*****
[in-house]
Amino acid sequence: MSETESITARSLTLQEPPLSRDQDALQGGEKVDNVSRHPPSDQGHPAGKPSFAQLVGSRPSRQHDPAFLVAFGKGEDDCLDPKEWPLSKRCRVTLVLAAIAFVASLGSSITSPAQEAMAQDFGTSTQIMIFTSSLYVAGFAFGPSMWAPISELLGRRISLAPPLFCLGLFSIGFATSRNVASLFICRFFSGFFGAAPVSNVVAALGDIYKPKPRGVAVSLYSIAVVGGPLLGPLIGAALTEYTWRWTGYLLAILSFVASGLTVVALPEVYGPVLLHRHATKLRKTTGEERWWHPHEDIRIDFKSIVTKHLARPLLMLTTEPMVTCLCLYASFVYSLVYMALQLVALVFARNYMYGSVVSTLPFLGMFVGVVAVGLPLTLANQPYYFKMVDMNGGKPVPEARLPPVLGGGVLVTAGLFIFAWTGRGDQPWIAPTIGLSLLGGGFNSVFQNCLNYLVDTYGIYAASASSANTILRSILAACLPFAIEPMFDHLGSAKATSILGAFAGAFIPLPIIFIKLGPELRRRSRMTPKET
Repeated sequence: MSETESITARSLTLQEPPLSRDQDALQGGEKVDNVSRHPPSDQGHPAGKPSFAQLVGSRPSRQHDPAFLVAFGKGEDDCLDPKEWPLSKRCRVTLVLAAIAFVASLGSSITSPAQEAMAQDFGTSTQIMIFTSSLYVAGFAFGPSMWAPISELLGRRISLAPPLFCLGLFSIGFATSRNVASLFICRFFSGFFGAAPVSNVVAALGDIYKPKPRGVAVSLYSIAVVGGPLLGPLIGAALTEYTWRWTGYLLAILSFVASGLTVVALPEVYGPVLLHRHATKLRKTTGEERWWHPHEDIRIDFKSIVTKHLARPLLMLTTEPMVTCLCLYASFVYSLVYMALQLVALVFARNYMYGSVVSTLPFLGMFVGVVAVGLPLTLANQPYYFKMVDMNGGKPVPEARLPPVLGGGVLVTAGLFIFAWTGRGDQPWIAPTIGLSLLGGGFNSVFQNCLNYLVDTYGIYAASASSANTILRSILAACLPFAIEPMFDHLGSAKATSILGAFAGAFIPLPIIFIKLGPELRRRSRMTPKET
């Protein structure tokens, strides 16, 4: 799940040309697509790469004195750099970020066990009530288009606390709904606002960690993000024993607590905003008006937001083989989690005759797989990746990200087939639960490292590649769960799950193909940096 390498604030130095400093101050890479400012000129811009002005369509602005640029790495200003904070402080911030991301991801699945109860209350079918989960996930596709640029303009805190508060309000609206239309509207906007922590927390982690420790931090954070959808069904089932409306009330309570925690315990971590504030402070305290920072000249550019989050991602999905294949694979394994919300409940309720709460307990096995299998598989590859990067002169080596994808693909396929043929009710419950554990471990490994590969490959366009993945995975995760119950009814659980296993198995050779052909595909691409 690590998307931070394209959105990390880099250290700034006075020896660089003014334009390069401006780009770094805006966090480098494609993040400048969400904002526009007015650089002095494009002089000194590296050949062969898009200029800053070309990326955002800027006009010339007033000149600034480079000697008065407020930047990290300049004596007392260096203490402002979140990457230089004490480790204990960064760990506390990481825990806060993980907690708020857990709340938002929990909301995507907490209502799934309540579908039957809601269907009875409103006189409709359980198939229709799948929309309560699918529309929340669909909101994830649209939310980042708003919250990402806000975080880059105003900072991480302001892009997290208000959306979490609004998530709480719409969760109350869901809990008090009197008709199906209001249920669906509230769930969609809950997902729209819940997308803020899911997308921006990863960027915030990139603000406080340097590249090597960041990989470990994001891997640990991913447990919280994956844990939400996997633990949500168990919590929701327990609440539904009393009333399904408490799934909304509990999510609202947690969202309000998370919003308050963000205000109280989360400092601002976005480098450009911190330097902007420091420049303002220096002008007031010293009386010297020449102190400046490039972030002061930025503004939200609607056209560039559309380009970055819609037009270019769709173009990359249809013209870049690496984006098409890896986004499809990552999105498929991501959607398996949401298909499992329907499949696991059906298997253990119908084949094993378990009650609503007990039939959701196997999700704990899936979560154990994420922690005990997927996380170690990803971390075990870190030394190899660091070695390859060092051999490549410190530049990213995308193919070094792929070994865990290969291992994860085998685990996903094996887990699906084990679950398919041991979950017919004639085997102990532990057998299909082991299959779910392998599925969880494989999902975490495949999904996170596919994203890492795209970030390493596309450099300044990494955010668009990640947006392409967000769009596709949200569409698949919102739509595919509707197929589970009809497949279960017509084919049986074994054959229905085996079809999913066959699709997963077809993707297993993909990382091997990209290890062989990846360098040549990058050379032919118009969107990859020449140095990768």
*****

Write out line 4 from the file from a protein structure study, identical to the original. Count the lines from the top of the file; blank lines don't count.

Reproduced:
């Protein structure tokens, strides 16, 4: 799940040309697509790469004195750099970020066990009530288009606390709904606002960690993000024993607590905003008006937001083989989690005759797989990746990200087939639960490292590649769960799950193909940096 390498604030130095400093101050890479400012000129811009002005369509602005640029790495200003904070402080911030991301991801699945109860209350079918989960996930596709640029303009805190508060309000609206239309509207906007922590927390982690420790931090954070959808069904089932409306009330309570925690315990971590504030402070305290920072000249550019989050991602999905294949694979394994919300409940309720709460307990096995299998598989590859990067002169080596994808693909396929043929009710419950554990471990490994590969490959366009993945995975995760119950009814659980296993198995050779052909595909691409 690590998307931070394209959105990390880099250290700034006075020896660089003014334009390069401006780009770094805006966090480098494609993040400048969400904002526009007015650089002095494009002089000194590296050949062969898009200029800053070309990326955002800027006009010339007033000149600034480079000697008065407020930047990290300049004596007392260096203490402002979140990457230089004490480790204990960064760990506390990481825990806060993980907690708020857990709340938002929990909301995507907490209502799934309540579908039957809601269907009875409103006189409709359980198939229709799948929309309560699918529309929340669909909101994830649209939310980042708003919250990402806000975080880059105003900072991480302001892009997290208000959306979490609004998530709480719409969760109350869901809990008090009197008709199906209001249920669906509230769930969609809950997902729209819940997308803020899911997308921006990863960027915030990139603000406080340097590249090597960041990989470990994001891997640990991913447990919280994956844990939400996997633990949500168990919590929701327990609440539904009393009333399904408490799934909304509990999510609202947690969202309000998370919003308050963000205000109280989360400092601002976005480098450009911190330097902007420091420049303002220096002008007031010293009386010297020449102190400046490039972030002061930025503004939200609607056209560039559309380009970055819609037009270019769709173009990359249809013209870049690496984006098409890896986004499809990552999105498929991501959607398996949401298909499992329907499949696991059906298997253990119908084949094993378990009650609503007990039939959701196997999700704990899936979560154990994420922690005990997927996380170690990803971390075990870190030394190899660091070695390859060092051999490549410190530049990213995308193919070094792929070994865990290969291992994860085998685990996903094996887990699906084990679950398919041991979950017919004639085997102990532990057998299909082991299959779910392998599925969880494989999902975490495949999904996170596919994203890492795209970030390493596309450099300044990494955010668009990640947006392409967000769009596709949200569409698949919102739509595919509707197929589970009809497949279960017509084919049986074994054959229905085996079809999913066959699709997963077809993707297993993909990382091997990209290890062989990846360098040549990058050379032919118009969107990859020449140095990768």